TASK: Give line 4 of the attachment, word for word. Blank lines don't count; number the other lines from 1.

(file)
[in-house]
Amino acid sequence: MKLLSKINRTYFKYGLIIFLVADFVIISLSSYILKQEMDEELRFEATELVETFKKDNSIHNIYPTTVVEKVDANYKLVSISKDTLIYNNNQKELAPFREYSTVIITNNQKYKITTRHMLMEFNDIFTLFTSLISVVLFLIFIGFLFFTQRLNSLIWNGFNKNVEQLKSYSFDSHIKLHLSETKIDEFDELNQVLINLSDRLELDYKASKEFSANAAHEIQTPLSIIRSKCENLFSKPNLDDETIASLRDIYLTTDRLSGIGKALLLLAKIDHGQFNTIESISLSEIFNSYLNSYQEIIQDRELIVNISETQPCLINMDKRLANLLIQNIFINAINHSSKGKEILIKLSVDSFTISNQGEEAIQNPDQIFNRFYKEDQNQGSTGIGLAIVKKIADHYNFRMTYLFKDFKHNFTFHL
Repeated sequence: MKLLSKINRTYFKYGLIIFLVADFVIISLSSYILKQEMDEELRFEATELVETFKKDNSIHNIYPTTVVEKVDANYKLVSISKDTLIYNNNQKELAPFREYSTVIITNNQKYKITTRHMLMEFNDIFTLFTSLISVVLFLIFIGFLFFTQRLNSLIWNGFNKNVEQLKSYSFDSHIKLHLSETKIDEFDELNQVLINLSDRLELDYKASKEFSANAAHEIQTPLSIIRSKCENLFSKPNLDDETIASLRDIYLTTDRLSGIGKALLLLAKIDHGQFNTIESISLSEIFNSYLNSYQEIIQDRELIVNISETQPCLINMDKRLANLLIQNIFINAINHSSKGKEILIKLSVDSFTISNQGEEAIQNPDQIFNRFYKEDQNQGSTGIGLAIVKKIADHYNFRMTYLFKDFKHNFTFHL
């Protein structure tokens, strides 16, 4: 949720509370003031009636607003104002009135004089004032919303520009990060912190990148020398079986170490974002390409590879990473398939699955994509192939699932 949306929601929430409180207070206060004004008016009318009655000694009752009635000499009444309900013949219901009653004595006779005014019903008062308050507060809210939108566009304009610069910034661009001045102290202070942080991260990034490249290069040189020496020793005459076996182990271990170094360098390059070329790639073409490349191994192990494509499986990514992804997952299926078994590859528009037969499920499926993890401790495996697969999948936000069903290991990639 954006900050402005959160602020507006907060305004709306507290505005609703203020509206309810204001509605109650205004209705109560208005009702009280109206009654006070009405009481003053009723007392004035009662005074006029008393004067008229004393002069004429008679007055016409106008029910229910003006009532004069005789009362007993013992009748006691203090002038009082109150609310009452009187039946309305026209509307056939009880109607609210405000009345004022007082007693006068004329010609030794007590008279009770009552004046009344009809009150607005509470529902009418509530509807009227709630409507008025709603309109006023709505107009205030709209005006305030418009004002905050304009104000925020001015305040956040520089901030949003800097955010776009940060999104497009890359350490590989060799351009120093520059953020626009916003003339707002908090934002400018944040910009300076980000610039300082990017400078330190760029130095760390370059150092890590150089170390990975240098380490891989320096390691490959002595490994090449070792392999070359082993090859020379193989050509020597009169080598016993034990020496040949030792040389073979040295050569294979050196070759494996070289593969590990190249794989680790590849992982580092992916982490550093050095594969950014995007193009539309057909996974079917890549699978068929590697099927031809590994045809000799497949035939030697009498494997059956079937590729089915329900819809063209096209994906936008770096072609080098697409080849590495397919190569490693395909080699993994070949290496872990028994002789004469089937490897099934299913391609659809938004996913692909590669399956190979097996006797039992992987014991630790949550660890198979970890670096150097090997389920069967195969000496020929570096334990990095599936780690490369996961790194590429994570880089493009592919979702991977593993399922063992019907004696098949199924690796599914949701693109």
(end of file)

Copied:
């Protein structure tokens, strides 16, 4: 949720509370003031009636607003104002009135004089004032919303520009990060912190990148020398079986170490974002390409590879990473398939699955994509192939699932 949306929601929430409180207070206060004004008016009318009655000694009752009635000499009444309900013949219901009653004595006779005014019903008062308050507060809210939108566009304009610069910034661009001045102290202070942080991260990034490249290069040189020496020793005459076996182990271990170094360098390059070329790639073409490349191994192990494509499986990514992804997952299926078994590859528009037969499920499926993890401790495996697969999948936000069903290991990639 954006900050402005959160602020507006907060305004709306507290505005609703203020509206309810204001509605109650205004209705109560208005009702009280109206009654006070009405009481003053009723007392004035009662005074006029008393004067008229004393002069004429008679007055016409106008029910229910003006009532004069005789009362007993013992009748006691203090002038009082109150609310009452009187039946309305026209509307056939009880109607609210405000009345004022007082007693006068004329010609030794007590008279009770009552004046009344009809009150607005509470529902009418509530509807009227709630409507008025709603309109006023709505107009205030709209005006305030418009004002905050304009104000925020001015305040956040520089901030949003800097955010776009940060999104497009890359350490590989060799351009120093520059953020626009916003003339707002908090934002400018944040910009300076980000610039300082990017400078330190760029130095760390370059150092890590150089170390990975240098380490891989320096390691490959002595490994090449070792392999070359082993090859020379193989050509020597009169080598016993034990020496040949030792040389073979040295050569294979050196070759494996070289593969590990190249794989680790590849992982580092992916982490550093050095594969950014995007193009539309057909996974079917890549699978068929590697099927031809590994045809000799497949035939030697009498494997059956079937590729089915329900819809063209096209994906936008770096072609080098697409080849590495397919190569490693395909080699993994070949290496872990028994002789004469089937490897099934299913391609659809938004996913692909590669399956190979097996006797039992992987014991630790949550660890198979970890670096150097090997389920069967195969000496020929570096334990990095599936780690490369996961790194590429994570880089493009592919979702991977593993399922063992019907004696098949199924690796599914949701693109």